According to the Clarion Ledger, MSU Baseball was penalized by the SEC for the scrimmage that the team held in Jackson last October. NCAA rules state that preseason intrasquad games that are off campus are prohibited in all sports. Another rule allows for schools to publicize practices that are conducted at a single designated site, if an institution normally conducts preseason activities at that particular site. This rule exists for teams such as MSU's golf teams, who will eventually be practicing at Old Waverly. Having the intrasquad game off campus was against NCAA rules, and it still would have been illegal for MSU to have a practice instead of a scrimmage, since the baseball team doesn't normally practice in Jackson. I'm assuming that the compliance staff and coaches knew the scrimmage was illegal, but decided that more good than harm would come from the charity event since secondary violations are typically not significant. The SEC penalized the baseball team by taking away two scrimmages during the fall of 2015. The SEC may be issuing the penalties instead of the NCAA since all NCAA rules apply to the SEC, and these two rules aren't very important. At the scrimmage, the Blair Batson Children's Hospital raised almost $1,900.
Secondary violations aren't important. A few thousand are reported to the NCAA every year. The issue with this situation is not the impact losing fall practices will have on the baseball team next season. The issue is that a team should be allowed to give their fans the opportunity to come watch a charity scrimmage and donate to a hospital. It is inconvenient for fans that live in Jackson to drive a few hours to Starkville to watch baseball practice. More importantly, other schools who may have been interested in publicizing a scrimmage for charity have seen that they will get a small penalty for doing so.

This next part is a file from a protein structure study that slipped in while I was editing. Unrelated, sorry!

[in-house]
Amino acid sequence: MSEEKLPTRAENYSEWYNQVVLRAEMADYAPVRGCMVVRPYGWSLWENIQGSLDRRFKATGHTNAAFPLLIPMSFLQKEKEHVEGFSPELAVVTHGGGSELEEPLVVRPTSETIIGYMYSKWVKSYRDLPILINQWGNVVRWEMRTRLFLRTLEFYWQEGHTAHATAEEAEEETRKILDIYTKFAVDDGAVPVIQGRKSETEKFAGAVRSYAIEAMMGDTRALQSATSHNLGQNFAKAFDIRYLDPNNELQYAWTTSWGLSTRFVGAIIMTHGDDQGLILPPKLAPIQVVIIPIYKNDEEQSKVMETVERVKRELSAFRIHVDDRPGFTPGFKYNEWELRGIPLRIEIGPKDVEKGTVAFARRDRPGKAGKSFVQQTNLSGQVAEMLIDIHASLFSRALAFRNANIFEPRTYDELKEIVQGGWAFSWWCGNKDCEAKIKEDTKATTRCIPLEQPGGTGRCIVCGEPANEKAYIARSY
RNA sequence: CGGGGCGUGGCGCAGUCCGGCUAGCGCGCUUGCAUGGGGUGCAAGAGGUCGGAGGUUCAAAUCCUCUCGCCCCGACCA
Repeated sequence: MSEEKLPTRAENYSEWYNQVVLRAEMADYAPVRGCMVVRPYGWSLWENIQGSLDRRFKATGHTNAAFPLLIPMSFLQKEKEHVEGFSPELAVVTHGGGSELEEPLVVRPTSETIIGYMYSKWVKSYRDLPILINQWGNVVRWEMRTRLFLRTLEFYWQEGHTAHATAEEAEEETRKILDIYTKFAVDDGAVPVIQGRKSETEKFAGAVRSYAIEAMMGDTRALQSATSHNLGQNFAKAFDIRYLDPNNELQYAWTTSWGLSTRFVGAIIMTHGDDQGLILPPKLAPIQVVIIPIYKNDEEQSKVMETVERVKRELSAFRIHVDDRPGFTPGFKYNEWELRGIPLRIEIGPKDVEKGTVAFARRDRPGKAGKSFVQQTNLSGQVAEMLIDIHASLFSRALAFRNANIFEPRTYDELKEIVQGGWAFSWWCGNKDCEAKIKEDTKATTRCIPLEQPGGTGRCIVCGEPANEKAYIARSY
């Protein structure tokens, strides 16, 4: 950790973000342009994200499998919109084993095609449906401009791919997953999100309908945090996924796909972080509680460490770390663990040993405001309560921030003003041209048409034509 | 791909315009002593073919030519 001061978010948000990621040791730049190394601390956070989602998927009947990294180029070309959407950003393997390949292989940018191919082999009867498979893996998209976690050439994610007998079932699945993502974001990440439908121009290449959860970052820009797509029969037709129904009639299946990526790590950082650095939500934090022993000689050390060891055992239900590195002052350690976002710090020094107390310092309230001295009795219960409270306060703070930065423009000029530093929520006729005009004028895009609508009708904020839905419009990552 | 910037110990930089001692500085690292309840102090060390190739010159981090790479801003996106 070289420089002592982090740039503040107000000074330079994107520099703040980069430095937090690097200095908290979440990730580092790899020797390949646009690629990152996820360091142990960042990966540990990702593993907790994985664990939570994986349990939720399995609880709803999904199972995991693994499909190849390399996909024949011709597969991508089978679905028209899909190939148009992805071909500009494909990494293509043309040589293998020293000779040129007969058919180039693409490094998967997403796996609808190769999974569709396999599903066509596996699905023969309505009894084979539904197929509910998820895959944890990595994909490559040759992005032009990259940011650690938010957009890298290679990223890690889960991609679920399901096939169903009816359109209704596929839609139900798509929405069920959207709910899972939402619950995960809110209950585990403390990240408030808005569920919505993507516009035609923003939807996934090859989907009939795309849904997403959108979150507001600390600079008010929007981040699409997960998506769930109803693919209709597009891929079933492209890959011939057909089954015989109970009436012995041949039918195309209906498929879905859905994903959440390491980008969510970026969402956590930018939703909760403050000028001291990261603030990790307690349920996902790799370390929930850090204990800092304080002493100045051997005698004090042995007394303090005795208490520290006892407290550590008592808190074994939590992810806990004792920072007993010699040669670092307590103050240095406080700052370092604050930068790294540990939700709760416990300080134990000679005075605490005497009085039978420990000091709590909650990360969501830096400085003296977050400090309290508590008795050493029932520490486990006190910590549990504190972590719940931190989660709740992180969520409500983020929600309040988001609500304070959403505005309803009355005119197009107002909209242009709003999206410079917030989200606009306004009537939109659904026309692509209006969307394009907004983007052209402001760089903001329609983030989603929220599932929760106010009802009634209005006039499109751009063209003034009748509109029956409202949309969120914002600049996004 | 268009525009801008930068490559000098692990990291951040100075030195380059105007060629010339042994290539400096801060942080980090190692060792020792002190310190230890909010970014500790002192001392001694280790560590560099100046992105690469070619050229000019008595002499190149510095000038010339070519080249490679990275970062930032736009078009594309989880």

There are two other problems with these two rules. One is that when some athletes receive extra benefits that the NCAA does not allow, athletes typically pay the amount of the extra benefit to a charity of their choice. In some cases, such as Todd Gurley and Chris Walker, the NCAA allows athletes to do community service instead of paying back some of the money. If the NCAA wants to promote community service, they need to make an exemption to the rules about having scrimmages off campus. Another problem with these two rules is that Georgia and Georgia Tech are playing a baseball game at Turner Field, and the proceeds from the game are going towards Children's Healthcare of Atlanta. That is great for the city of Atlanta and both of the college baseball programs, but it is unfair that it is illegal to have one off campus practice for charity, but it is legal to have an off campus game for charity. The NCAA has a lot of rules, and it is impossible to have a perfect rulebook. However, this case is another example of how the NCAA needs to revise their massive rulebook.